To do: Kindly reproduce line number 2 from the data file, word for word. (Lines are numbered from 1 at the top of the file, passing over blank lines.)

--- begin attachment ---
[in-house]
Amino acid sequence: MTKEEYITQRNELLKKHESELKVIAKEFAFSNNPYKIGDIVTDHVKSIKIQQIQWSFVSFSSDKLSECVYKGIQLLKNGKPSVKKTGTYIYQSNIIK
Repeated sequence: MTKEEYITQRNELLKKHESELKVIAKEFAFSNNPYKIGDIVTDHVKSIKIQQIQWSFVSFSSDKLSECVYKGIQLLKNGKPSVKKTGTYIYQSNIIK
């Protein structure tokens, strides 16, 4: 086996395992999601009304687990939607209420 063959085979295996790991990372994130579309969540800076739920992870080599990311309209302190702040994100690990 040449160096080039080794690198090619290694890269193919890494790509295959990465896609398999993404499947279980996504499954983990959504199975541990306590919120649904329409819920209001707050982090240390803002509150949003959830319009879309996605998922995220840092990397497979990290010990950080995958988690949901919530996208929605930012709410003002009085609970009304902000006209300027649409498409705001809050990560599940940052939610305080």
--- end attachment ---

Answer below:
Amino acid sequence: MTKEEYITQRNELLKKHESELKVIAKEFAFSNNPYKIGDIVTDHVKSIKIQQIQWSFVSFSSDKLSECVYKGIQLLKNGKPSVKKTGTYIYQSNIIK